York’s Climate Strategy: Fine Words Butter No Parsnips
City of York Council (CYC) has produced a draft Climate Change Strategy for 2022-2032.
It is full of worthy sentiments and noble ambitions, but – as I believe the young people of today are fond of saying – fine words butter no parsnips.
Foreword & Executive Summary
The Foreword says the Strategy is designed to get York to Net Zero by 2030, and help the city to be more climate-resilient.
The Executive Summary says that CYC has set up an independent Climate Commission for the city, a body which represents and reflects the public and private sectors.
The Executive Summary notes that York’s main sources of greenhouse gases are:
- residential buildings 32%
- commercial buildings 30%
- transport 28%
Background & Ambition
In the Background section, the report claims that York is a leader on climate action. It declared a Climate Emergency in 2019, and set an ambition to reach Net Zero by 2030.
Apparently the Strategy is really only concerned with the 4% of emissions under CYC’s direct control. That is odd and unsatisfactory – because local government does have control over more than its own vans and light bulbs. In practice, the Strategy is not confined to council emissions alone.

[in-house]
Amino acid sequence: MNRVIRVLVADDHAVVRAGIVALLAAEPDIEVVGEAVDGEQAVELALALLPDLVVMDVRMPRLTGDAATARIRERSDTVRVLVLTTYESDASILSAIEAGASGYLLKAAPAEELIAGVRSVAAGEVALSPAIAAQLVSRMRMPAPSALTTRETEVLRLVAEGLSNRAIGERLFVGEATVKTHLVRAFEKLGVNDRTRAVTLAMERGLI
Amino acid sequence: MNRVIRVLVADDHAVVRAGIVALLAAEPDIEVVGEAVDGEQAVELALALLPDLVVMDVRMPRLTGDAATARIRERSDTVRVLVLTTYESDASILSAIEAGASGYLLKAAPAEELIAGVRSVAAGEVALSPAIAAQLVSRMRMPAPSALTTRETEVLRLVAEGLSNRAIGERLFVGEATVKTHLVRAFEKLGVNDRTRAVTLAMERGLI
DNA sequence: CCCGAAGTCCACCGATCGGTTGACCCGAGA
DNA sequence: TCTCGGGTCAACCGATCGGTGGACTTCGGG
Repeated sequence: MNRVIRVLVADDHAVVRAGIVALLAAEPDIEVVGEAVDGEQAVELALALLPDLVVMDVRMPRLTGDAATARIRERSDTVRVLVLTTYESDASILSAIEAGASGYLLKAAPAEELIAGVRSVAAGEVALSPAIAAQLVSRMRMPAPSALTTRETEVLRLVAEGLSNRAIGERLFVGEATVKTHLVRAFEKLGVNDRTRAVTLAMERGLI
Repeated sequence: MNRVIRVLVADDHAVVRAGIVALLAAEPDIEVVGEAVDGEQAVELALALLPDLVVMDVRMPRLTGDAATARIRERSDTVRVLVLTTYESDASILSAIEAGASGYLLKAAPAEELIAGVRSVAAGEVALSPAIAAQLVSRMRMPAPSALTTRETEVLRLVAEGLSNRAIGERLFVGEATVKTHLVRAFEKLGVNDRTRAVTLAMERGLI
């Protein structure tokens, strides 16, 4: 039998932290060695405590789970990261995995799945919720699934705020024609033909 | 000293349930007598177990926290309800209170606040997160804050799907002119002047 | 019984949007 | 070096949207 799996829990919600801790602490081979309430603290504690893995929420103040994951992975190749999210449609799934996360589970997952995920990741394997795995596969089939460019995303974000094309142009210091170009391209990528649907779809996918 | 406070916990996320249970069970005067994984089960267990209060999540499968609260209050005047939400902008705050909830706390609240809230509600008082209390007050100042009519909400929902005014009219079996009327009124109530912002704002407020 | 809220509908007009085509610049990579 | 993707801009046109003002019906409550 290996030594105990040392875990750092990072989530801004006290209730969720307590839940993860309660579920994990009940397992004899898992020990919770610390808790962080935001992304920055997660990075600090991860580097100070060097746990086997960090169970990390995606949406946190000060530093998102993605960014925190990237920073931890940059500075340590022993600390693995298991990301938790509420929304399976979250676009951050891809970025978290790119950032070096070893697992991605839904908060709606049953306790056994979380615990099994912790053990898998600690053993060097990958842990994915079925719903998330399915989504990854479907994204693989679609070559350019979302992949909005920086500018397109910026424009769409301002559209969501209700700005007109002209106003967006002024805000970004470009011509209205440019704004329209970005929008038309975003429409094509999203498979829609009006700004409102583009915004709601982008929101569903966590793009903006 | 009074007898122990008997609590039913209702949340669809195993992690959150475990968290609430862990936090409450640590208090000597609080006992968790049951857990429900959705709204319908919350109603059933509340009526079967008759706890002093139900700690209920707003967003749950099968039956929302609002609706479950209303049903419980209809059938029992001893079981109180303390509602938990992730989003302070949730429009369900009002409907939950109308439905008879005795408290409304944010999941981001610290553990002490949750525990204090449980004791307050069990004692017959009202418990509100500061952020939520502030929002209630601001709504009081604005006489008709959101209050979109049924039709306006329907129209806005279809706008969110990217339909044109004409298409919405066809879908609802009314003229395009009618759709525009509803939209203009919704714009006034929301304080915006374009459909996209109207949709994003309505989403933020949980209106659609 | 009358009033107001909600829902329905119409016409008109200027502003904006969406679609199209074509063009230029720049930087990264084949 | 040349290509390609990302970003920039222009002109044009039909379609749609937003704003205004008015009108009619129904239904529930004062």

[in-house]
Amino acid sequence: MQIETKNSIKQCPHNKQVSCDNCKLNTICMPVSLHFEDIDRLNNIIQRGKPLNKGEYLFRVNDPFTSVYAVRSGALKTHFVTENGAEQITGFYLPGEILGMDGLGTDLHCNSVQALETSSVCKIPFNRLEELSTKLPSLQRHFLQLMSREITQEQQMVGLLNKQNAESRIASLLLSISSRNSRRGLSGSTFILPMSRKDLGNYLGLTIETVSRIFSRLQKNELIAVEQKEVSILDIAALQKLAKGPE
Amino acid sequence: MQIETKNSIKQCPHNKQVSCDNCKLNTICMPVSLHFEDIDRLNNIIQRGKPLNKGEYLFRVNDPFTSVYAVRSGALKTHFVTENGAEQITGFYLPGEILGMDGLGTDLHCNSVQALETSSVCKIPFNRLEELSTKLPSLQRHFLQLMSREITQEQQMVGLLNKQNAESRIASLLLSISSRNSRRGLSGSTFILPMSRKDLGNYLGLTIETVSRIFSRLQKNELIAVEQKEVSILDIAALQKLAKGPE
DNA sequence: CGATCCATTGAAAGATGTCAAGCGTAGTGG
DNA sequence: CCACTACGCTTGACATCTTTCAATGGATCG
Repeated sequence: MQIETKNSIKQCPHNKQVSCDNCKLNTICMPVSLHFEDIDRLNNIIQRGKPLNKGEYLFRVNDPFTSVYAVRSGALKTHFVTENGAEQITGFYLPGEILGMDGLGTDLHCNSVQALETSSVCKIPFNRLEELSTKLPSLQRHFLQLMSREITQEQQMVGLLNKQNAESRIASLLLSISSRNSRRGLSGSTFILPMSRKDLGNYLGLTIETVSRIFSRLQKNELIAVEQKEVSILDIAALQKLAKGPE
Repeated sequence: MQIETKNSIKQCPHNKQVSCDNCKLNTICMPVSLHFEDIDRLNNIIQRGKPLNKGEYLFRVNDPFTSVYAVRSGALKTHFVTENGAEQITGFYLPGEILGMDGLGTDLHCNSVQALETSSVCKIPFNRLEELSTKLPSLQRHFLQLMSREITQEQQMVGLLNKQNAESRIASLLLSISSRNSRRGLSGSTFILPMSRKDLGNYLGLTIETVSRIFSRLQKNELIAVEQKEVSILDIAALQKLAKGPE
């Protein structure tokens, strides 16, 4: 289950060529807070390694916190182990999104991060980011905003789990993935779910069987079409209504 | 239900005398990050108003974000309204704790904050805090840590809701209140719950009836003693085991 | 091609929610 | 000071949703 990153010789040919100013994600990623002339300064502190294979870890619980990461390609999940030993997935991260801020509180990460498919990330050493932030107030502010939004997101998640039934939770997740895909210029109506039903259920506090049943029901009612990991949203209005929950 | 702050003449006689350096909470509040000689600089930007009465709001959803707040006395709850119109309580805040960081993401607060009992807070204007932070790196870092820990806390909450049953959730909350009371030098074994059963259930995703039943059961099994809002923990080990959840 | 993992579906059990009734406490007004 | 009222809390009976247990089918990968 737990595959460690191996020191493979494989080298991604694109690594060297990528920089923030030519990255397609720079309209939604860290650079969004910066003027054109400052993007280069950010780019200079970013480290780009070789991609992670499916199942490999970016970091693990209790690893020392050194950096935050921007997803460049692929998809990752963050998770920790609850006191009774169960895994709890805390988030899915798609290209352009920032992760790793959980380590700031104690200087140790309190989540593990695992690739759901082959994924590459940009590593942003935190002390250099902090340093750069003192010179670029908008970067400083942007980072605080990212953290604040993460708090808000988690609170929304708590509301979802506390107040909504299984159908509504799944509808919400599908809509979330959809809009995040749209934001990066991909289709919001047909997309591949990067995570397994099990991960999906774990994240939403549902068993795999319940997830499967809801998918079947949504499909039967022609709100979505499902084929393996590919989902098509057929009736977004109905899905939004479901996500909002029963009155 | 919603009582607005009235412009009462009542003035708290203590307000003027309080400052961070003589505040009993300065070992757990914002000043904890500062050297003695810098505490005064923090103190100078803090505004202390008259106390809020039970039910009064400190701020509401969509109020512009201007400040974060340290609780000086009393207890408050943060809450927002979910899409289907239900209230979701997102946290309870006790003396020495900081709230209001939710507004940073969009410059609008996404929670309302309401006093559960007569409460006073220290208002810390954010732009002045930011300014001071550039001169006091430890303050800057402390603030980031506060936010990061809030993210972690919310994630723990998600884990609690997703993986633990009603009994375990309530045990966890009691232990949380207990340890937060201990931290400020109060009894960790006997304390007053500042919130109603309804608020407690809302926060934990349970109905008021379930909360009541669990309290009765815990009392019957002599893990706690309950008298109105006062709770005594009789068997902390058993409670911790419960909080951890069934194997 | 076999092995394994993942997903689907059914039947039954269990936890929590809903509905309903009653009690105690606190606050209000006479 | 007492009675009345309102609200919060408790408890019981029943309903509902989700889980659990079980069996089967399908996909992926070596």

York has worked with Leeds University and others to develop a Net Zero Carbon Pathway:
These emissions reductions will not be achieved by business as usual, the Strategy says.
The Strategy then sets out strategic objectives.
On transport, one objective is to reduce total distance travelled by 25%, and to increase active travel by 33%.
That sounds great, but then you look at what CYC is actually doing.
It is planning to spend over £60 million increasing capacity for motor vehicles by dualling northern sections of York Outer Ring Road. The sums allocated to active travel are tiny by comparison, and in any case CYC is not adhering to its own timetable on the active travel projects.
Follow the money. If you spend your budget on capacity for cars, you will get more cars.
Logically if you believe that you’re going to be reducing car miles by 25%, why would you be building extra capacity?
York says ‘business as usual’ won’t get the city to Net Zero – but on transport, it is carrying on with business as usual.
York’s actions don’t match its words. The words are therefore insincere or meaningless. We need action, not waffle. Waffle won’t reduce greenhouse gas emissions.
On transport, York needs to stop allocating its resources to increasing emissions, and start allocating them to reducing emissions.